If you’re still hanging with me, (and if you are, thanks so much) I’m going to explain the photo.When Child Protective Services (DHS workers) are called to a home to remove the child from an abusive or unsafe situation, they give them a black trash bag and let them pack a few things before they take them to a shelter to await a foster care placement. A trash bag. On Saturday, a group of people who are generally appalled by all of this gathered at our city’s child welfare shelter, The Laura Dester Shelter. We brought suitcases to donate because we understand the state DHS is underfunded and can’t supply them for the children. And then we walked around the shelter and carried our suitcases to represent that we want to speak out for these children who cannot speak for themselves. The event is called Walk a Mile In My Shoes.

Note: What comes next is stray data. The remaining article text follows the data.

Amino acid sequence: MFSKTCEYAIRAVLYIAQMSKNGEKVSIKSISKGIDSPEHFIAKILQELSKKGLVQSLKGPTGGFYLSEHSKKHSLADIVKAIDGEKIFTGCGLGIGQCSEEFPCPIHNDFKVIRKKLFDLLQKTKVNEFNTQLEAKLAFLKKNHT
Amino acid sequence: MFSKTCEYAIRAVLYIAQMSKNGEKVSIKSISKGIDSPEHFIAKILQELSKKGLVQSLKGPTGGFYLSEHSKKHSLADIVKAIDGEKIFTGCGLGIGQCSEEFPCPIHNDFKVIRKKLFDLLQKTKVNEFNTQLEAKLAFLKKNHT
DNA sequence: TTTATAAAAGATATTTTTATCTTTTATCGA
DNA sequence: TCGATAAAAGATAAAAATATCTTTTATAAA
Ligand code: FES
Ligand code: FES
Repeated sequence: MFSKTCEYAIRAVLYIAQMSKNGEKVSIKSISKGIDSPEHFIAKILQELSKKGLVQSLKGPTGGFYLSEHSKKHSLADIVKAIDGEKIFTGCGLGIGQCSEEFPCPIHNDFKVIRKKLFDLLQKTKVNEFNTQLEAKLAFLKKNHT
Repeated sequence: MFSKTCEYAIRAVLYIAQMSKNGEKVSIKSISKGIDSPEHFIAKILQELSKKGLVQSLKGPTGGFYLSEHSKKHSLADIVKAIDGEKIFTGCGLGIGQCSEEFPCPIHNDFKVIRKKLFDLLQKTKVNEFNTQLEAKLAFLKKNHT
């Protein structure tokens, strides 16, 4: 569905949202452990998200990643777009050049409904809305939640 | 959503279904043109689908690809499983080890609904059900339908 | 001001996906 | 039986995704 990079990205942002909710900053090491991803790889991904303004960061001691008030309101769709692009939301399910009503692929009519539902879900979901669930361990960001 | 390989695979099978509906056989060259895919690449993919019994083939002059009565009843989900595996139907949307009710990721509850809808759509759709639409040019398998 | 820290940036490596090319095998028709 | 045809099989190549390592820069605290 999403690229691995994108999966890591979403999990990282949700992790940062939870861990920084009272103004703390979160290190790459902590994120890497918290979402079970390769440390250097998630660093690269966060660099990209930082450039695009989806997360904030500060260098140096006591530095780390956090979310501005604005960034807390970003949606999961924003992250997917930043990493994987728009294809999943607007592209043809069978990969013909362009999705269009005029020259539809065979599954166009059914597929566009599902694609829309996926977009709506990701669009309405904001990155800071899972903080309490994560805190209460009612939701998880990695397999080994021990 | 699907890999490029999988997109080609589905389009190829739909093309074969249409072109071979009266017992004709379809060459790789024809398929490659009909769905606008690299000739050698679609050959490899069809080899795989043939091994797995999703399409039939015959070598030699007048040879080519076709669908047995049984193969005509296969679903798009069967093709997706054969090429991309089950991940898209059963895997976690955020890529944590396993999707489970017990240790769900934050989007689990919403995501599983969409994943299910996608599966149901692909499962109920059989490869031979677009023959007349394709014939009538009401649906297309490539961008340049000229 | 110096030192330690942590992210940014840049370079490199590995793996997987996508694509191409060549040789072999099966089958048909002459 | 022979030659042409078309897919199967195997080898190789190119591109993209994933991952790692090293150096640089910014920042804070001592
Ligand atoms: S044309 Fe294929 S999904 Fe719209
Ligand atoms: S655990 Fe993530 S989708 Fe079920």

So here is the challenge: Can we believe in the sanctity of every life? The born child. The single mother. The deadbeat dad. Are there only certain lives that are precious to God? Or is every life – whether we deem it worthy or not – a life that God wants to save? And if God believes that life is worthy of saving, then perhaps I should too. Next year when we attend Walk a Mile, I’m carrying a placard.